The Tyee

Ed Stelmach's Clumsy American Romance

Alberta's premier made citizens buy a heavy-breathing Washington Post ad pushing dirty energy. Embarrassing.

Mitchell Anderson, 7 Jul 2010,


Alberta Premier Ed Stelmach

'Good neighbour' with an oily pitch.


'Good neighbour' with an oily pitch.

Alberta Premier Ed Stelmach last week ponied up $55,800 of public money to place a pro tar sands letter in the Washington Post after it was rejected by their op-ed editor.

The premier's spokesperson Jerry Bellikka defended the taxpayer-funded spin-doctoring saying, "a lot of the critics out there -- people who want to shut down the oilsands -- aren't constrained by facts. We felt it was important for us to get out some factual information."

But if the premier is merely setting the record straight, why then did the Post reject publishing it on their op-ed page? In particular, the half-page ad is boosting U.S. approval for the proposed Keystone XL pipeline from the tar sands to U.S. refineries as a boon to the U.S. economy.

But many people along the proposed pipeline route do not consider the Keystone XL a boon to their water supply. A recent investigative piece in The Tyee revealed that the pipeline would cross one of the largest reserves of fresh water in the world. The Ogallala aquifer spans eight states, provides drinking water for two million people, and supports $20 billion in agriculture.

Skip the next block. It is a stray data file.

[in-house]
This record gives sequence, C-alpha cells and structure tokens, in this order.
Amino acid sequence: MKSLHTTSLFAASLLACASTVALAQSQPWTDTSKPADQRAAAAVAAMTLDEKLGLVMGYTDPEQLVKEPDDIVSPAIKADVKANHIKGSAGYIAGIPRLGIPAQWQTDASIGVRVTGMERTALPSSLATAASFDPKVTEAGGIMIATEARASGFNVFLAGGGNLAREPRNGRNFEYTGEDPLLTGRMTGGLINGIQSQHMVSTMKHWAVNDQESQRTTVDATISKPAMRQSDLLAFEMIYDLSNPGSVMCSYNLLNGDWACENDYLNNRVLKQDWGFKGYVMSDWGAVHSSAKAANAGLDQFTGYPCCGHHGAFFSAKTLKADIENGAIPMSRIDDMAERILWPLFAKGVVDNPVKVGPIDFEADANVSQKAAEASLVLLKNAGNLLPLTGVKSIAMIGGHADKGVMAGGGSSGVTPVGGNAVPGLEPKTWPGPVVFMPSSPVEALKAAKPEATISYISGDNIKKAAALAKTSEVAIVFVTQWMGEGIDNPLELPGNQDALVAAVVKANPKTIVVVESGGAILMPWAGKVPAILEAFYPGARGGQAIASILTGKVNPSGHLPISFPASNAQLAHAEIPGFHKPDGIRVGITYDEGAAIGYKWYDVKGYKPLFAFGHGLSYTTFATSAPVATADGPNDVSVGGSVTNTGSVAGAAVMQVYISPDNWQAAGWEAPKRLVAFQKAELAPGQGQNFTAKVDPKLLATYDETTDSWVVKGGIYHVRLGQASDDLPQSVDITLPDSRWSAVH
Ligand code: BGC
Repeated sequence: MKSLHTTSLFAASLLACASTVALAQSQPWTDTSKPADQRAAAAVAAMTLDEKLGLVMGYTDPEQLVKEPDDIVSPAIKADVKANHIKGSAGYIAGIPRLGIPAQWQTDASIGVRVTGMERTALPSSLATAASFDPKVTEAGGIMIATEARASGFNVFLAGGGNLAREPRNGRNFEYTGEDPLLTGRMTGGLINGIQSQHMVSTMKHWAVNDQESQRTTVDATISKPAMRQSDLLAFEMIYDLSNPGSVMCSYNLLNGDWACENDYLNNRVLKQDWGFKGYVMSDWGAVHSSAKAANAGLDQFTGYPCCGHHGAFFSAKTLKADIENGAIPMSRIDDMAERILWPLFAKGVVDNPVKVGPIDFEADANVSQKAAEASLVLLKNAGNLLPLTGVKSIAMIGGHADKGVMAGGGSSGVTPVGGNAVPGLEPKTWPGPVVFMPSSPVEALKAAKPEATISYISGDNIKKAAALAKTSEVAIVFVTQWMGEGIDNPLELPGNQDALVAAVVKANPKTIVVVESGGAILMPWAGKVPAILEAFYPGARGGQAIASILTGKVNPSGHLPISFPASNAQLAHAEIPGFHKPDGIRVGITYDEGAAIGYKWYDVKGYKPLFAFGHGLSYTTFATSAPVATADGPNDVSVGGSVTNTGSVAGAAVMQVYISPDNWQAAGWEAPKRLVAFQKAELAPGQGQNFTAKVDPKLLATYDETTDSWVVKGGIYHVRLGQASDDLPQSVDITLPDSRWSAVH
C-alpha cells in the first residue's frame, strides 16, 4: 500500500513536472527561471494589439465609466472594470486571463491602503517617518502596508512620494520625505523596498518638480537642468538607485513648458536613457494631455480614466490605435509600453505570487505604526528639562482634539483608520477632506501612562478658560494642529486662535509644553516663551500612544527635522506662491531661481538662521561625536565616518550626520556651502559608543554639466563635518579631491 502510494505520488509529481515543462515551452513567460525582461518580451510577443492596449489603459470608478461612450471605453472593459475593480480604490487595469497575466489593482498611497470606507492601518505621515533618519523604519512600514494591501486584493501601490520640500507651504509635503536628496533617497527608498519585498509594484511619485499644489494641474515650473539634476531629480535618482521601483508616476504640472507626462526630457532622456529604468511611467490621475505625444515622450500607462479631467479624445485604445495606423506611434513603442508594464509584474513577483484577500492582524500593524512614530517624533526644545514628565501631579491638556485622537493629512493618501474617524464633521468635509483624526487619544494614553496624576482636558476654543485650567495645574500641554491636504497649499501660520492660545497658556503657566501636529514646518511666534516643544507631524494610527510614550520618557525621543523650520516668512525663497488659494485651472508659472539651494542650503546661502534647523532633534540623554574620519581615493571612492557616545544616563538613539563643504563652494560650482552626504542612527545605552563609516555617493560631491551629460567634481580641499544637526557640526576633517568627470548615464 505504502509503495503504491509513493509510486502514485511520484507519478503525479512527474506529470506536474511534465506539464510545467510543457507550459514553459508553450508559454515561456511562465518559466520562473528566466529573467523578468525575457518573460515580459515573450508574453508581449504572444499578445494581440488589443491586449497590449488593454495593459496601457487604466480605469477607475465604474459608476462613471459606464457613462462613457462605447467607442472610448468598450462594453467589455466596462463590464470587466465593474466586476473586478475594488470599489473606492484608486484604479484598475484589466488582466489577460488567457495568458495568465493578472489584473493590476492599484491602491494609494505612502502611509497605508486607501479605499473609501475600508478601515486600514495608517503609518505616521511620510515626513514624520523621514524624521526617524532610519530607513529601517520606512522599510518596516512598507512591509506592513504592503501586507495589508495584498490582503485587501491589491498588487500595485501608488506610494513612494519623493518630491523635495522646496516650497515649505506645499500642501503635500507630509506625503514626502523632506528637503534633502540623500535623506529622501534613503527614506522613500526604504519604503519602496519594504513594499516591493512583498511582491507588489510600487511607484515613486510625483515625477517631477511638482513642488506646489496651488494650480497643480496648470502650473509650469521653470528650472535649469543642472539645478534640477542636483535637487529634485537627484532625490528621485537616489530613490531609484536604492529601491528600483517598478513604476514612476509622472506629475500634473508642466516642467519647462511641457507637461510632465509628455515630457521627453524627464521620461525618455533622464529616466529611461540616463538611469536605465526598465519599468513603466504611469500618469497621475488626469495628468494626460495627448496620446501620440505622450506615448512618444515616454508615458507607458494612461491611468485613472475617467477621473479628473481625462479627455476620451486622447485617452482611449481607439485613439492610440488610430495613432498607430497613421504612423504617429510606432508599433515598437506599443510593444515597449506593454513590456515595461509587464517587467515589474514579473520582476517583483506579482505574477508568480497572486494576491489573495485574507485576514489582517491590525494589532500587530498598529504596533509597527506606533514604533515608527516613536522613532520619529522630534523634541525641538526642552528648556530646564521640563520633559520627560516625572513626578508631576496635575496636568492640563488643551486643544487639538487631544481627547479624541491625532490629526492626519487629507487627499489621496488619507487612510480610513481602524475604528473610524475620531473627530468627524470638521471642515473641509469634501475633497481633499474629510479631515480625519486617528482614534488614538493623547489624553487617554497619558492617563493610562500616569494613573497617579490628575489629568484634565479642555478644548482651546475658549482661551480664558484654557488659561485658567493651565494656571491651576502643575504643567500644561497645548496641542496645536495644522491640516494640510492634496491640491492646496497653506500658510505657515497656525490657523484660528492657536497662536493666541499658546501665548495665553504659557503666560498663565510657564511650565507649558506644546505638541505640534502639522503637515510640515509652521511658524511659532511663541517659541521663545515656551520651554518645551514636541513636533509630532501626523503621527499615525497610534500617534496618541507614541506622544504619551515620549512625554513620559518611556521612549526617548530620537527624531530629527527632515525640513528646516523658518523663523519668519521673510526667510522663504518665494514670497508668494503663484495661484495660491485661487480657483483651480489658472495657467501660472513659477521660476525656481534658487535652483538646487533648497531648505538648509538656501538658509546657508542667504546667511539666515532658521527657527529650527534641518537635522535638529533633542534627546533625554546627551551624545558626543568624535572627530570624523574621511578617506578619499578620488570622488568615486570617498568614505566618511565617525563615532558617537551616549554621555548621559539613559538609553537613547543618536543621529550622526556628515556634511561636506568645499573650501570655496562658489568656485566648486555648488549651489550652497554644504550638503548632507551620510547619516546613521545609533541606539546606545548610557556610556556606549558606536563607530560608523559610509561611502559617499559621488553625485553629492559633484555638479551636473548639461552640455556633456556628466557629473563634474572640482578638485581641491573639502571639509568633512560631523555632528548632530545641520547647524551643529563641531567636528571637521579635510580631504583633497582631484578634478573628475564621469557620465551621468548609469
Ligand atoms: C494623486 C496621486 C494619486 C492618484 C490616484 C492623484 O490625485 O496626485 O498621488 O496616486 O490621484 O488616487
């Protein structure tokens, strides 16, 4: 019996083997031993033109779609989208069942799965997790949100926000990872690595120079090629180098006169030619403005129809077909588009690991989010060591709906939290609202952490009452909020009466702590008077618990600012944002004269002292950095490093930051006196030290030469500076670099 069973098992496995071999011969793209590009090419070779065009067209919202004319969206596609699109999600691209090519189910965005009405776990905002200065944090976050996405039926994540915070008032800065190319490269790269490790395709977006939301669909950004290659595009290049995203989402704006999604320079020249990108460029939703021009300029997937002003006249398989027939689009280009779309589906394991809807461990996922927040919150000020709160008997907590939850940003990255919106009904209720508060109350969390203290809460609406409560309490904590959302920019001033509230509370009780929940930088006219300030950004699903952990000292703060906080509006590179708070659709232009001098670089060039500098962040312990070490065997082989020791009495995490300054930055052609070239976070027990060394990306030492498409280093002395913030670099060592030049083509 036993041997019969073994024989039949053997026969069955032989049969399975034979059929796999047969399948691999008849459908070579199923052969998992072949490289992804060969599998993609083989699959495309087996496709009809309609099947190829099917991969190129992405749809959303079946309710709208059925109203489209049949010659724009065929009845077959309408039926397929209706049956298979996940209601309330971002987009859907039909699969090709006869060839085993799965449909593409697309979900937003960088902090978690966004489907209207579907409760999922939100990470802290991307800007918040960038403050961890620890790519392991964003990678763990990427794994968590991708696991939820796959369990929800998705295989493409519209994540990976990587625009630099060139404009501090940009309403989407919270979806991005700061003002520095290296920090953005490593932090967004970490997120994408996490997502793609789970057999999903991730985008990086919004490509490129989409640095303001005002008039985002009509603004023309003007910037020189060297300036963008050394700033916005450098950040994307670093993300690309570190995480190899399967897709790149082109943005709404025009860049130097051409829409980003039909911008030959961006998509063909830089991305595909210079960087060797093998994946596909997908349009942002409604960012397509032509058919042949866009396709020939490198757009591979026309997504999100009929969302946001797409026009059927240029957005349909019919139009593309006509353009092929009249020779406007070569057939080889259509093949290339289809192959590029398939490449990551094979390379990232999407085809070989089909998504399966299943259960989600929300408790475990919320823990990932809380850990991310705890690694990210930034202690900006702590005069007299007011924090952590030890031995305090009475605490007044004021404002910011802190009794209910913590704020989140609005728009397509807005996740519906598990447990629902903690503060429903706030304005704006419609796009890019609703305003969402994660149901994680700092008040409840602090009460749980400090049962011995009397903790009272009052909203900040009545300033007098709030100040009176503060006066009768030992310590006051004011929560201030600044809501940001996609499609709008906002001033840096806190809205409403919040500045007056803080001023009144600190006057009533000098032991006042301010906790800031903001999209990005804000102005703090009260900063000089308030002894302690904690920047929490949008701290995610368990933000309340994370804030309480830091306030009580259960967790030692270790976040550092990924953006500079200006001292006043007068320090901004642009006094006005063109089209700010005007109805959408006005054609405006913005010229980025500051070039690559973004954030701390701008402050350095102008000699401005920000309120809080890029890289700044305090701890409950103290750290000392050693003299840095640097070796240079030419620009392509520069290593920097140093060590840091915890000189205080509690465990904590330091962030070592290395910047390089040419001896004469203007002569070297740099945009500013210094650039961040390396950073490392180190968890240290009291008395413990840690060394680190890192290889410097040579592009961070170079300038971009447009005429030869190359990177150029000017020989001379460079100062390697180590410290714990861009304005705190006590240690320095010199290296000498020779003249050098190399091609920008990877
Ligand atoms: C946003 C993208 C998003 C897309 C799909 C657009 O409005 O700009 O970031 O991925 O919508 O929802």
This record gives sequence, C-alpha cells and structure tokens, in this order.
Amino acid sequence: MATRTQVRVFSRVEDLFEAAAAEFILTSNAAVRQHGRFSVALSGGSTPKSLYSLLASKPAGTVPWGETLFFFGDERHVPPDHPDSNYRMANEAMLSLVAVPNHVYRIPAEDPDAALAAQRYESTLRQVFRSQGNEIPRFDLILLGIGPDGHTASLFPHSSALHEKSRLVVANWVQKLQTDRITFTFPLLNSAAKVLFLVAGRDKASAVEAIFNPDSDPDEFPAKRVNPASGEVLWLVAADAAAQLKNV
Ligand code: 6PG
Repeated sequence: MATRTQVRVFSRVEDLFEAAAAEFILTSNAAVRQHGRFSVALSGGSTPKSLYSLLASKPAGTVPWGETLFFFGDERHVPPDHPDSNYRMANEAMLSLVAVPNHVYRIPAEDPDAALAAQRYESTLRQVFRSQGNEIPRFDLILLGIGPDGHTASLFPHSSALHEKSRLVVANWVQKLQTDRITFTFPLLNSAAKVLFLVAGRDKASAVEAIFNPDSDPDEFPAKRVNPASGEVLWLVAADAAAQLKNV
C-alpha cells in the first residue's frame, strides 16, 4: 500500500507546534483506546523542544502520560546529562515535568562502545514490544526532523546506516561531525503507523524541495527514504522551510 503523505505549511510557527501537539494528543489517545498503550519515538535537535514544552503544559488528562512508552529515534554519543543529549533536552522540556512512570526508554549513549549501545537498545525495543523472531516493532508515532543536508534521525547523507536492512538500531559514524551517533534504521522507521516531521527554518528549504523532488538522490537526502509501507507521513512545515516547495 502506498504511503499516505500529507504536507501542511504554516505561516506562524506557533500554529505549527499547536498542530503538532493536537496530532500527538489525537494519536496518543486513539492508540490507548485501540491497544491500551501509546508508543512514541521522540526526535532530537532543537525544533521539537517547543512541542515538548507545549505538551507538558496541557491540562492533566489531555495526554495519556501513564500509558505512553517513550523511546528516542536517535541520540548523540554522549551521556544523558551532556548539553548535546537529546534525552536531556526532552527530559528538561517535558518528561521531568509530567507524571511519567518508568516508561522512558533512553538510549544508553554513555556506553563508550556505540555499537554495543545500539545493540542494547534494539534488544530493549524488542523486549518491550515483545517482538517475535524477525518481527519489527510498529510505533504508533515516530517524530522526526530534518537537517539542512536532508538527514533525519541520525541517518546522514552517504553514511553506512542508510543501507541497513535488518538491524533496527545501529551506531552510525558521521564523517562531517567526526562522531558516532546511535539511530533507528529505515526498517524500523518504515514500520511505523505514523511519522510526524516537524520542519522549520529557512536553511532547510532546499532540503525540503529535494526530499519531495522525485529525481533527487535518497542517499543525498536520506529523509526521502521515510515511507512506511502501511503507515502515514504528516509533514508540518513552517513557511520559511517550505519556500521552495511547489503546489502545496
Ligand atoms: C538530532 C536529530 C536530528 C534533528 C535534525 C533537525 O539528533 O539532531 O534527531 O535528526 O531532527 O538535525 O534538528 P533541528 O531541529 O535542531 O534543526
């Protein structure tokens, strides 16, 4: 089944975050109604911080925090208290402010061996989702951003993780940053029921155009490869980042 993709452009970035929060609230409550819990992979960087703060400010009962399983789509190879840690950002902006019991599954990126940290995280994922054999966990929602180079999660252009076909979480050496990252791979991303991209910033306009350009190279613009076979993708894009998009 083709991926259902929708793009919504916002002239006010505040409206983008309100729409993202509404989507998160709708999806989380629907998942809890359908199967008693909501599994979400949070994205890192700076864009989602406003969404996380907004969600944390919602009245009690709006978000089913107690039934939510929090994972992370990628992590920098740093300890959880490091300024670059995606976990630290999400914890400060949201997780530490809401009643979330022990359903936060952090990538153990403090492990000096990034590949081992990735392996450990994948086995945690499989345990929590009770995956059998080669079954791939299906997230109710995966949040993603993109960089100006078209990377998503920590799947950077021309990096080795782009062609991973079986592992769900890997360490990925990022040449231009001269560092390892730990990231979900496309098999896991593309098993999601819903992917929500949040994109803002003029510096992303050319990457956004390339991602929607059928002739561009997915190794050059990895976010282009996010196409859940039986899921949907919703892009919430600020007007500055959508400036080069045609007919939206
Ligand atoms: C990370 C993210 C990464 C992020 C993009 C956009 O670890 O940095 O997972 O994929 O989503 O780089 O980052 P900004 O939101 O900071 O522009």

The XL route touted by Stelmach also passes through an active seismic zone that had a 4.3 magnitude earthquake as recently as 2002. In spite of this danger, the proponent TransCanada has applied to the U.S. government to use thinner steel and pump at higher pressures, saving the company as much as a $1 billion.

Leaky logic

Locals are not enthused. "For the life of me I can't see how they can even consider this pipeline and take the chance of it ruining the groundwater in Nebraska," said local landowner Randy Thompson at a public hearing.

A leak over the Ogallala could be catastrophic according to a recent report by the National Wildlife Federation. Landowners, watching the disaster in the Gulf, are not happy about being the latest potential victims of an oil spill.

"How long will it take for them to detect a leak?" wonders local rancher Ben Gotschall, who is concerned spilled oil would leach into the sand directly into the aquifer.

Officials have assured landowners the maximum leak would be limited to a few barrels -- a figure Gotschall believes is laughable. If the pipeline is flowing at its projected capacity of 900,000 barrels per day, he calculates, that would mean they would have to detect, locate and fix the leak in less than a second. "We all know it's not if a leak happens, it's when," says Gotschall. "I just don't buy their safety assurances."

To say that the fossil fuel industry now has a credibility problem around safety is somewhat of an understatement.

'A good neighbour'

Meanwhile Premier Stelmach continues the Alberta PR onslaught on Washington, warmly intoning in the half page ad: "A good neighbour lends you a cup of sugar. A great neighbor supplies you with 1.4 million barrels of oil per day."

The folks in Nebraska seem to instead feel that a good neighbor doesn't endanger your drinking water.

Lastly is a problem of addiction. Even George Bush warned that America is addicted to oil and clearly we are having to access it from increasingly dangerous sources. America is making a much more credible effort than oil-addled Canada to kick the habit and is currently spending 18 times more per capita on renewable energy.

Instead of supporting an old friend as they try to go on the wagon, Stelmach wants to buy them another round.

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